Week 4

5 screen shots showing iOS 16.3 features

MR Headset. Details dropped on Apple’s long awaited mixed reality headset. Leaning heavily into “& Beyond,” the community was abuzz with news from Bloomberg on how the new headset might work using a combination of eye- and hand-tracking for interacting with on-screen elements. The splash of cold water was the tentative price around $3,000(!?), placing it firmly into the luxury range for many consumers (yikes!). I’m currently in the “wait & see” camp, sharing many of the same concerns voiced in this post from Daring Fireball.

iOS 16.3. The public version of iOS 16.3 was rolled out to compatible devices. Among the new features are support for physical security keys, adjustments to SOS Emergency calls, and a few other changes and bug fixes. Of the bug fixes, two that I’ve encountered directly are issues with Siri not understanding music requests nor understanding some requests while in CarPlay. Check out the included video for a walkthrough of the new features.

Android 14… will prevent the installation of older outdated apps. The next major version of the world’s most popular mobile OS will block apps — including sideloading — from developers who have failed to keep up with the Google Play Store guidelines. The idea here is to improve security and privacy against malware that targets older SDK versions, protections against which are enforced by newer apps. For more info on Android 14, check out this rundown.

Messenger. Meta announced it is expanding end-to-end encryption for Messenger. Over the next few months, Meta will gradually upgrade chats for millions around the world as it works towards a default encrypted experience. Some of its standard features like emojis and reactions are also being folded in as the company expands testing. I don’t have to be a Facebook user to know that having your chats encrypted — by default — is a good thing.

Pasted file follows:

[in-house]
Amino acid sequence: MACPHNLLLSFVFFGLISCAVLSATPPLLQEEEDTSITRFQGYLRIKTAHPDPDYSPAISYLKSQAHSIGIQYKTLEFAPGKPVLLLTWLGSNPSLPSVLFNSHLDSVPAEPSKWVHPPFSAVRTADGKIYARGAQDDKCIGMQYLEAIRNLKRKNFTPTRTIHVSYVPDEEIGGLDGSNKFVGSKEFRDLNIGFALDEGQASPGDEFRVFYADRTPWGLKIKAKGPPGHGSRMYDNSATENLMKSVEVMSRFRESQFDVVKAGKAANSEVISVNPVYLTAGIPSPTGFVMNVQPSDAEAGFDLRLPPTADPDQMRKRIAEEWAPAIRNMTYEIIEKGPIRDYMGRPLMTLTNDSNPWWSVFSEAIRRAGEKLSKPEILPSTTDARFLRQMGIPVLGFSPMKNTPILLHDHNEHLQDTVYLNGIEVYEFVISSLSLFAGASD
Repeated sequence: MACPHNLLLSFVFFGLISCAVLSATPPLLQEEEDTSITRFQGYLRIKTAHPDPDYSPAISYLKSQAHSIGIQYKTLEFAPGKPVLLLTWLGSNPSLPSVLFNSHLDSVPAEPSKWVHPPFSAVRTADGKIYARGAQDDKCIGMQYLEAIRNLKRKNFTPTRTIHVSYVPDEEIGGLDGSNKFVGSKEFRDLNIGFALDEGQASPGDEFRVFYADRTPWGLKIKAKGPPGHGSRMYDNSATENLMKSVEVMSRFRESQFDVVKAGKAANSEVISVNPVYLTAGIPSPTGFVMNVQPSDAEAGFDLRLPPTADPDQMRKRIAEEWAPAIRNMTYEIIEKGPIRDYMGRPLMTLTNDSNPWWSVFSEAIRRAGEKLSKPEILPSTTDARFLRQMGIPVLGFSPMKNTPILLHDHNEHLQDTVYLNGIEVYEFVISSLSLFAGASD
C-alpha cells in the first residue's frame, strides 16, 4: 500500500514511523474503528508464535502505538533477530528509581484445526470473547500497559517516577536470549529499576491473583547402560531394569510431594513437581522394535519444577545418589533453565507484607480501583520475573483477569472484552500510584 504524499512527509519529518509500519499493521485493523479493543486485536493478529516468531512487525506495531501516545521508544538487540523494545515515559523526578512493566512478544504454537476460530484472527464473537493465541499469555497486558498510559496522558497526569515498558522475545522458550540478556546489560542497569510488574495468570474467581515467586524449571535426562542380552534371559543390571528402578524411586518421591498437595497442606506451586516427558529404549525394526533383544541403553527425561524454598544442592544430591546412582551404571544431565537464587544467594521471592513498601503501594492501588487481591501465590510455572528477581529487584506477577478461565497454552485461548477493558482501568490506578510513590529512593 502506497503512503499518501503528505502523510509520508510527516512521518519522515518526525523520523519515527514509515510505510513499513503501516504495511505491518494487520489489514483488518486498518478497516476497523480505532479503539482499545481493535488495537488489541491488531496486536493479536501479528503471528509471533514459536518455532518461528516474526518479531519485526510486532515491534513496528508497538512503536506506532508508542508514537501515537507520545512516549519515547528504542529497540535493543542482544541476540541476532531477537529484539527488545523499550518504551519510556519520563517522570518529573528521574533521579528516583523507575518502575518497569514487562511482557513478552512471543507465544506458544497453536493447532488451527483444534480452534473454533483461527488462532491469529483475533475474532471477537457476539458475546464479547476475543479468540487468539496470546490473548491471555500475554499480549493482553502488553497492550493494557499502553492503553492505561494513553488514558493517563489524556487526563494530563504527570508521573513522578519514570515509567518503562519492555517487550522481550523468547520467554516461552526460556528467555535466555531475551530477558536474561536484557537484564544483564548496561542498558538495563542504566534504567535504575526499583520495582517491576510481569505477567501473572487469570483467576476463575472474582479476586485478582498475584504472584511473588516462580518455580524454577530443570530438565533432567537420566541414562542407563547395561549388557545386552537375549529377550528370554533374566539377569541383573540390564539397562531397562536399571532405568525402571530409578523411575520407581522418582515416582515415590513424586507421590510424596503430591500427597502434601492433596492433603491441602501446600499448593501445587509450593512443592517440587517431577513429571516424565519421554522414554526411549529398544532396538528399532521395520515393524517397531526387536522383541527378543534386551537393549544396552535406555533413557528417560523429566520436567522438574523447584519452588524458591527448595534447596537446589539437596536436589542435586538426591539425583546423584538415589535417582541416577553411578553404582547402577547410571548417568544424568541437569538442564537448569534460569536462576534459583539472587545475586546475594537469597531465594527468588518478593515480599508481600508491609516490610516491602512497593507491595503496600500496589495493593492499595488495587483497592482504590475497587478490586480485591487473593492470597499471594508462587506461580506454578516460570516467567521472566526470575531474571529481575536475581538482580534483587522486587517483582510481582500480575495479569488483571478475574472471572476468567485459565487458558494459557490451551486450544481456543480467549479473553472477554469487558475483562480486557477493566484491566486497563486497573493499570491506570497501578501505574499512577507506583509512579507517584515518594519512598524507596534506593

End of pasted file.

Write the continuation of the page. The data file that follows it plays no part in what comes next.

Mastodon. Ivory, a third-party client for Mastodon, officially launches on the App Store. Developed by Tapbots, Ivory seek to enhance the Mastodon experience as users — and developers — continue their exodus from Twitter. This hands-on review, complete with screenshots, will give you an idea of the features that you can expect, should you be so inclined to give Ivory a go. Note: It runs on a subscription model and you will run into a paywall with certain functionality (I did immediately).

From the desk of…

I thought I’d change things up a bit and give you a behind the scenes view of how I put this weekly letter together. Typically, throughout the week, I comb through the various daily tech news emails I’m subscribed to, saving links to pertinent articles, and writing about them little-by-little as I go. As you can imagine, it’s quite a bit of work, but I don’t mind since I’m scanning and reading those articles anyway. It’s a real labor of love.

This week, I tried a different approach, leaning more on the weekly summaries that hit my inbox on the weekends as well as visiting the various tech mags and newsrooms directly (push vs pull). The goal I was hoping to achieve was to provide the same quality content with the top mobile related news, but with less effort and faster publishing. But given that we’re now at the end of the week and I’m just now getting this online (my goal is always Monday which never happens), I’d say it was… er, not as successful as I’d hoped.

Nevertheless, in the spirit of experimentation, I’d say it was worth the effort. It’s always good to question your process instead of following it blindly. How else will you ever improve?




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